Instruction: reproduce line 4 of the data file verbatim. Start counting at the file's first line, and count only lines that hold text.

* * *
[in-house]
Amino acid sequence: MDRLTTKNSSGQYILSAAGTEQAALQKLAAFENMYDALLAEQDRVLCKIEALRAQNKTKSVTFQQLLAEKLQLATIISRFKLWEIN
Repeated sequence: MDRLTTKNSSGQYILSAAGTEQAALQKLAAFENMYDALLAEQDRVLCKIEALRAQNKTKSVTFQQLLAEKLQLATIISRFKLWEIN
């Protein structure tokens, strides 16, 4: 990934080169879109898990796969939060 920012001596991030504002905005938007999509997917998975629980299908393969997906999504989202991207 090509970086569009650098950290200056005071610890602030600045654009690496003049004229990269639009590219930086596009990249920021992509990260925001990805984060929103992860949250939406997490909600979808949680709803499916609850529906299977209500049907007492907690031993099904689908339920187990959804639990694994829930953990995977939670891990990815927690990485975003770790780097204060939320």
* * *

């Protein structure tokens, strides 16, 4: 990934080169879109898990796969939060 920012001596991030504002905005938007999509997917998975629980299908393969997906999504989202991207 090509970086569009650098950290200056005071610890602030600045654009690496003049004229990269639009590219930086596009990249920021992509990260925001990805984060929103992860949250939406997490909600979808949680709803499916609850529906299977209500049907007492907690031993099904689908339920187990959804639990694994829930953990995977939670891990990815927690990485975003770790780097204060939320």